The House education funding bill has made it’s way to the Senate and was reviewed in a hearing on Wednesday. HB 957 would replace MAEP, the state’s current funding formula, claiming to be a more student based formula that at the end of the day would provide more money to school that are in the most need.
Rebecca Sibilia, founder of EdBuild, the company contracted to review MAEP and make a new funding recommendation gave an example of how the new format would spread monies for a specific school district.
Why does MAEP need to be changed?
When originally implemented, the Mississippi Adequate Education Program was a good thing and even put Mississippi ahead of it’s time on education funding. MAEP attempted to ensure that school districts get similar amounts of money regardless of their property value.
“There was a recognition that low income students require more money to educate, unfortunately what we now know is that there are provisions in MAEP that make those two principals less effective,” said Sibilia.
Sibilia said there were three major things EdBuild found that were wrong with MAEP.
- MAEP provides 5% more money for 70% of the students in the state. However, this includes students who are eligible for free and reduced price lunch as low income and because of the states cost of living and family demographics that ends up spreading the amount of money over most students in the state, instead of targeting low income students.
- The 27 Percent Rule. This rule says that no matter how much money your district generates in property wealth the state will guarantee you’ll get 73% of the money the formula says you need, even if you can fund it entirely out of local funds. Sibilia said that shifts about $120 million from what could be given to all students, or targeted toward students that are in need, to students with substantial property wealth. (This rule is NOT deleted from the new funding formula in HB 957).
- A large portion of funding that is going to schools is calculated based on “assumptions” on what schooling should look like from legislators perspective.
Sibilia said that is why the main principal for the new funding formula is completely student based and their needs and now program costs.
What is good about the The Mississippi Uniform Per Student Funding Formula Act of 2018?
- The new formula moves from a “resource based” formula (or what is assumed to be needed in order to educate) to a “student centered” formula. EdBuild recommended that different students may have different needs, thus requiring additional funding.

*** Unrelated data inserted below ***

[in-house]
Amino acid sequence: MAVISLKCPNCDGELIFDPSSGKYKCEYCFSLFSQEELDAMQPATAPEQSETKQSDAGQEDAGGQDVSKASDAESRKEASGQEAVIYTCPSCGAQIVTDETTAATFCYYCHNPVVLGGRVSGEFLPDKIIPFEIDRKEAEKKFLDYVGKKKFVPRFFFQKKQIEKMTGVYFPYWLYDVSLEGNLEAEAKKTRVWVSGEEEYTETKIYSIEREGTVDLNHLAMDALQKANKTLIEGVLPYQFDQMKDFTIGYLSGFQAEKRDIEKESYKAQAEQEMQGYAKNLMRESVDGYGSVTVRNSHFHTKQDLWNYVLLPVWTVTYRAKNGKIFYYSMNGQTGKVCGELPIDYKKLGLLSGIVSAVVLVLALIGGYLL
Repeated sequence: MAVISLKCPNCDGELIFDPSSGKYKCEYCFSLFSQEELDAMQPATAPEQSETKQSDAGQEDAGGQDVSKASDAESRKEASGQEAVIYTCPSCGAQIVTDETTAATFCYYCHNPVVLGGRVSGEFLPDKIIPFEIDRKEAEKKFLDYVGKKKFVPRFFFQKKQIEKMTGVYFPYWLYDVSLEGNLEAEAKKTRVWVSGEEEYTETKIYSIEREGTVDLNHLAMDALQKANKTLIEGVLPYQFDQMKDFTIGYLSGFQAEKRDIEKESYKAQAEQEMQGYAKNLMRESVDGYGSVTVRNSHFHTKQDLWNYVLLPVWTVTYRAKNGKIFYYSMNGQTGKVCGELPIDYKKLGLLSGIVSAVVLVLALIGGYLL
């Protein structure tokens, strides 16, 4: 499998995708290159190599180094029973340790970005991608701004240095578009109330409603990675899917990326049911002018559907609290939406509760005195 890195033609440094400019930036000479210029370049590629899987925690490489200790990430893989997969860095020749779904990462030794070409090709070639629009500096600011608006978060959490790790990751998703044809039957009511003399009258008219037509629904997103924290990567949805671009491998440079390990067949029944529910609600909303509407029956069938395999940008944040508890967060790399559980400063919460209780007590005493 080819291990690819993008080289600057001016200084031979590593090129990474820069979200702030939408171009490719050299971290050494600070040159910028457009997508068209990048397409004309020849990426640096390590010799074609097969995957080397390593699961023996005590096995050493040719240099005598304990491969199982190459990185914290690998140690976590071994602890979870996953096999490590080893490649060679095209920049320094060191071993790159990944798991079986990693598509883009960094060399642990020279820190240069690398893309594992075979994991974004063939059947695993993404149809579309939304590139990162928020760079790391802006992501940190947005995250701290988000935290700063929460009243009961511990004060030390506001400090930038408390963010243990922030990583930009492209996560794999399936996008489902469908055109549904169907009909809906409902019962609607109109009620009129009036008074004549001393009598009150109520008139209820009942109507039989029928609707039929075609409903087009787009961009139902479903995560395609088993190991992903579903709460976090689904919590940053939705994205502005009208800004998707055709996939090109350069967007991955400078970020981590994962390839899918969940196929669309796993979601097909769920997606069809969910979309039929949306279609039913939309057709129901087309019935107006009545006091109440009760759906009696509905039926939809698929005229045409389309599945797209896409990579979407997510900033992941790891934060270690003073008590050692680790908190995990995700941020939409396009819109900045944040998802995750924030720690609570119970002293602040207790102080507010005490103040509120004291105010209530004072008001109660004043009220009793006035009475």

- Districts would be allowed to innovate in the event that they are in need of more funding. Sibilia said that through research they know if 20-25% more funding can be provided for districts with low income students it could virtually close life achievement gaps.
- So, while there will be a base amount of money ($4,800 for k-8) allotted to schools based on student enrollment, no matter how much money is put in, this formula would guarantee extra resources would go first to students who are low income, English language learners, gifted students, and high school students. These classifications are called “weights” in the bill.
Sibilia said that structure is unique to this formula and does not currently exist in MAEP. MAEP does not recognize that different student require additional dollars, instead it looks at the cost of programs and how much money they require.
In the hearing held among Senators, Sen. David Blount was quite outspoken on his concerns in changing the current funding formula.
Sen. Blount, who is opposed to the bill, says that the bottom line still lies with fully funding MAEP. He questions whether this formula will really increase funding and provide more fair funding or if it is just a political ploy.
While no one argues that the concept of weights is a good things, Sen. Blount suggests that those numbers need to be audited to ensure that they aren’t being manipulated. He says that the only thing that those weights do is determine how much money a district gets, but it is spent at the local level the way that those at the local level decide.
The bill will be deliberated in the Senate before coming to a vote. Chairman of the Education Committee, Sen. Tollison has said he does not expect to see many changes made to the House bill.
EDITORS NOTE – This post has been updated to reflect a few typos from an earlier draft. Special thanks to Kate Royals at the ever-so-non-partisan Mississippi Today for her guidance and thoughtful encouragement.